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Proceedings of the International Plant Propagator's Society

Vol. 53

Title:
Commercially Available Organic Mulches as a Weed Barrier for Container Production

Authors:
Jen Llewellyn, Keith Osborne, Christine Steer-George and Jeanine West

pp: 590-592

Abstract:
INTRODUCTION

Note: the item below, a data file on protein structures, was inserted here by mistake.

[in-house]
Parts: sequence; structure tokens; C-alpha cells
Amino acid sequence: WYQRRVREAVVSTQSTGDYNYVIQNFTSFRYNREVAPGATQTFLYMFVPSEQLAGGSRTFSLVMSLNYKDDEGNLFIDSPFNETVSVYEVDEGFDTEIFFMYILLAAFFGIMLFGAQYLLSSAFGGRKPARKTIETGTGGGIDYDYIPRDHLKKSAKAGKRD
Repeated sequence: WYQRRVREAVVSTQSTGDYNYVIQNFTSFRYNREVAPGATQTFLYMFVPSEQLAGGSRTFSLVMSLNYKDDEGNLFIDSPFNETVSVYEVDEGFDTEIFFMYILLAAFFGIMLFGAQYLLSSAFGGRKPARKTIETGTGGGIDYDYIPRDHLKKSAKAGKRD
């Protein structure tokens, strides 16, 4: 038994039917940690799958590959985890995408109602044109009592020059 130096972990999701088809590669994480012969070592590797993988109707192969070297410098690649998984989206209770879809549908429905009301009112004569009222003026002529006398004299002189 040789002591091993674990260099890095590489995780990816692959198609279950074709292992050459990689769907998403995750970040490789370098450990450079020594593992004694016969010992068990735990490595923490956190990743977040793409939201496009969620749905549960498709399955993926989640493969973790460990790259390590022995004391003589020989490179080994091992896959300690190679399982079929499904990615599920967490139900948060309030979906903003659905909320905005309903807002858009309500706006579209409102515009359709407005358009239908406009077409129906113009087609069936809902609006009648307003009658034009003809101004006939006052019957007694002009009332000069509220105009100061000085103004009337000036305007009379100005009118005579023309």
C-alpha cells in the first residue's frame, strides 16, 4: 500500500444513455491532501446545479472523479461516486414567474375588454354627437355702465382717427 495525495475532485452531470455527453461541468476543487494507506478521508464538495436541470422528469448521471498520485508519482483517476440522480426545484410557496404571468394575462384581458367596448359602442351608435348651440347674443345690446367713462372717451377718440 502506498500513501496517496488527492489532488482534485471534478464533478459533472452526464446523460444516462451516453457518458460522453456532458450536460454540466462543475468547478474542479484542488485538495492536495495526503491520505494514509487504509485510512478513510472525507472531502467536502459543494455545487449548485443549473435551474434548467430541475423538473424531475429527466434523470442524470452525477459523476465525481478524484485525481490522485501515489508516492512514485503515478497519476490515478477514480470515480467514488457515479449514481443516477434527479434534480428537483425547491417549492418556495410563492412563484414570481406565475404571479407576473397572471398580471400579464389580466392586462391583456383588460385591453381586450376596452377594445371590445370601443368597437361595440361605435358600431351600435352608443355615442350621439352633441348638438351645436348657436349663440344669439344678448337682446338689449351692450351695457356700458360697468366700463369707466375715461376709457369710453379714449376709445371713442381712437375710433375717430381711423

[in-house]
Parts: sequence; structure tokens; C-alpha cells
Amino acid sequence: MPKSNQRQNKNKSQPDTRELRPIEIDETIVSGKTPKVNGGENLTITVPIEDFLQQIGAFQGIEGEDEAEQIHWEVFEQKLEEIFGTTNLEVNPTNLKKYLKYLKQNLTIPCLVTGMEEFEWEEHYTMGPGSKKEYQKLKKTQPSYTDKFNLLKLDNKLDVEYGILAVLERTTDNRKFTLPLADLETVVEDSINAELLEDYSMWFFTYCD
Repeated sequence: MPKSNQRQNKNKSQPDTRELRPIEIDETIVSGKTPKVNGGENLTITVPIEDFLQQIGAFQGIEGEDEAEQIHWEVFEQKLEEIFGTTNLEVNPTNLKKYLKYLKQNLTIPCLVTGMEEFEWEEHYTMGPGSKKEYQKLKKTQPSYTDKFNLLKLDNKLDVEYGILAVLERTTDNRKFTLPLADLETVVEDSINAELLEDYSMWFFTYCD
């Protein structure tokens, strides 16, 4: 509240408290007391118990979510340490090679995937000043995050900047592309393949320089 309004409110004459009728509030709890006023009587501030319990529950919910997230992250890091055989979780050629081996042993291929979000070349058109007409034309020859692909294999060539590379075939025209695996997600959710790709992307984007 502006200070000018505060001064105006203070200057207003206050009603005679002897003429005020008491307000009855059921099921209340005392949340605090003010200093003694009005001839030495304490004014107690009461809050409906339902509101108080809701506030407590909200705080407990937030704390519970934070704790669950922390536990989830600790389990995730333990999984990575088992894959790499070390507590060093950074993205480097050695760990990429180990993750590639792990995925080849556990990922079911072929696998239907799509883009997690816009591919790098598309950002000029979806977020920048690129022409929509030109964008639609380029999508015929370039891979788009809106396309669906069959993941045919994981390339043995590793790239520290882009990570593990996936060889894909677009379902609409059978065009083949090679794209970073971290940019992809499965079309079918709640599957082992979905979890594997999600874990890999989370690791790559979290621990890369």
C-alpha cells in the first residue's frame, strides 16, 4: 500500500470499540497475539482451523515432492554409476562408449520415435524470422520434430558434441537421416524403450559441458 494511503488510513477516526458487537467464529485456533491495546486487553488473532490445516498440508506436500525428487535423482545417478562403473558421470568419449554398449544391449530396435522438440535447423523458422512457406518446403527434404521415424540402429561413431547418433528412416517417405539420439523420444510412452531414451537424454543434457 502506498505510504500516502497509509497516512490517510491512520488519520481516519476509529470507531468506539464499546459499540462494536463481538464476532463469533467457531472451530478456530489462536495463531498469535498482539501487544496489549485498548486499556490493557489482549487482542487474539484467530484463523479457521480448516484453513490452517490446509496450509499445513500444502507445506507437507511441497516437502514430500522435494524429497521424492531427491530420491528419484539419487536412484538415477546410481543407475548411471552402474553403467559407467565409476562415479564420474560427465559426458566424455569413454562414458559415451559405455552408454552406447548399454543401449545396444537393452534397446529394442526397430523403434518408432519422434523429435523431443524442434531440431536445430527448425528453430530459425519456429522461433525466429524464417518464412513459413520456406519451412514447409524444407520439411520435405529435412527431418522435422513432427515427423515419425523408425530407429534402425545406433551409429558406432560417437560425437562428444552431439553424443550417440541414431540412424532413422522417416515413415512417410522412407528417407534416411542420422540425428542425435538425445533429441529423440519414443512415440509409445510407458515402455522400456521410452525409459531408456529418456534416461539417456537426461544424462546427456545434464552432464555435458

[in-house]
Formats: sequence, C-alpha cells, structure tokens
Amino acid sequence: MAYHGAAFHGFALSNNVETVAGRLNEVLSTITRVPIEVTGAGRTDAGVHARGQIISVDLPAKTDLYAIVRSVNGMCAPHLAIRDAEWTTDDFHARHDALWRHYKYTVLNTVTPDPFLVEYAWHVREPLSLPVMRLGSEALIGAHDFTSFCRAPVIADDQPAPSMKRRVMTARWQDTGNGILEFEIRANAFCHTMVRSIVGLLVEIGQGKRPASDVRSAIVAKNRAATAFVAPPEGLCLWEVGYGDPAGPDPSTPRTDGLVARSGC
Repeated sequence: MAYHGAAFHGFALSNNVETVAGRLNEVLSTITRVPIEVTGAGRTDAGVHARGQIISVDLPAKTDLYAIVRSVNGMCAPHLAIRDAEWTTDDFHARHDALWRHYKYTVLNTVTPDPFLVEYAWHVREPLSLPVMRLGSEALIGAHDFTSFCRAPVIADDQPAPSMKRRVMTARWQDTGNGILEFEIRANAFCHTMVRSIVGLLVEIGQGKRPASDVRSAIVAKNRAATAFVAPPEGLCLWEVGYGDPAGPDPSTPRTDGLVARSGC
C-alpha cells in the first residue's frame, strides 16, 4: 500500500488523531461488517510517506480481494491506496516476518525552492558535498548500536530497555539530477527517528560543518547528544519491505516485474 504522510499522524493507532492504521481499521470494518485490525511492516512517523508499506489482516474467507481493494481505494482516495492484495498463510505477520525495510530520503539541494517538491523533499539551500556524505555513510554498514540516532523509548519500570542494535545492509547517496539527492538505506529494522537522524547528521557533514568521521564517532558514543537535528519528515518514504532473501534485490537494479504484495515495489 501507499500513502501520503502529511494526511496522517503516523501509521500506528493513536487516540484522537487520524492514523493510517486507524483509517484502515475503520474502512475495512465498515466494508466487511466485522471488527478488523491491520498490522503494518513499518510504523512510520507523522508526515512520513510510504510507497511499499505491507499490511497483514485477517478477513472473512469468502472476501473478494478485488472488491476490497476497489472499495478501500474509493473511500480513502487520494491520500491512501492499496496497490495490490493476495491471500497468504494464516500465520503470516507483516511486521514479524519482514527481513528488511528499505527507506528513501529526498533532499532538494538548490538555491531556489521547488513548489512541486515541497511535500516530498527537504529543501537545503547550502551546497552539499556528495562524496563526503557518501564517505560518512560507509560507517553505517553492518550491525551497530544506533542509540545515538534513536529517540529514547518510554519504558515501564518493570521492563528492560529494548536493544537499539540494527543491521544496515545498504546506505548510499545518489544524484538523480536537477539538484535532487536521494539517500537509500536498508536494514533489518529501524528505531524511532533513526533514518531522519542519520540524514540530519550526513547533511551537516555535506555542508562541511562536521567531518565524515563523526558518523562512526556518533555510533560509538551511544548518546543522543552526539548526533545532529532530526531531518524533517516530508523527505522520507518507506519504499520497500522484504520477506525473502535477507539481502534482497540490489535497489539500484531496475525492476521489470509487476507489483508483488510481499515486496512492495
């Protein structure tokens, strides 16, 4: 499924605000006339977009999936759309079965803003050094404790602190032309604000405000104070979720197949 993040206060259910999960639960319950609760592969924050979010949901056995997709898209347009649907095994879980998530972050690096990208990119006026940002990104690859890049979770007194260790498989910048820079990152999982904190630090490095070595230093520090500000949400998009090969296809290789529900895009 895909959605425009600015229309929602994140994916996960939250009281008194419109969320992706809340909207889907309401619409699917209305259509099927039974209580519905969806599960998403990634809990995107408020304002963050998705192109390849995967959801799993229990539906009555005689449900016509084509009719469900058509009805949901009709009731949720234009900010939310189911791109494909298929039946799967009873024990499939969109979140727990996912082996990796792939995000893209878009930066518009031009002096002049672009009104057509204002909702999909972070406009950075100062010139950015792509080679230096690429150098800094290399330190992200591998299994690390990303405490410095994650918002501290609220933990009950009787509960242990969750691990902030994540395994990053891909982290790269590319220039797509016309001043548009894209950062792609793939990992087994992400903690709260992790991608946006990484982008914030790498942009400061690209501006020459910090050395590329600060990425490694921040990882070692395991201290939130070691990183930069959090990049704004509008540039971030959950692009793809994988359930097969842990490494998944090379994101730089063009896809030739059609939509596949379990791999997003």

For many Canadian nurseries, weed control can be a very time-consuming and costly process. Unlike the United States of America, Canada has limited access to effective chemical herbicides (Chong, 2003; Chong et al., 1989; Chong, 2003). Herbicide phytotoxicity and surface water and ground water contamination issues have renewed interest in nonchemical methods such as weed barriers (Mervosh, 1999). Growers are constantly striving to find nonchemical methods of weed control that reduce the frequency of hand weeding in our container nurseries (Calkins, et al. 1996; Chong, 2003; Chong et al., 1989; Mervosh and Abbey. 1999; Mathers, 2003). Over the past decade, mulch has increased in popularity for weed suppression in the landscape industry (Borland, 1990). Organic mulches such as wood chips and bark are attractive and effective methods of weed suppression when applied properly (Mervosh, 1999). Studies have shown that hardwood chips and pine bark mulches are effective weed

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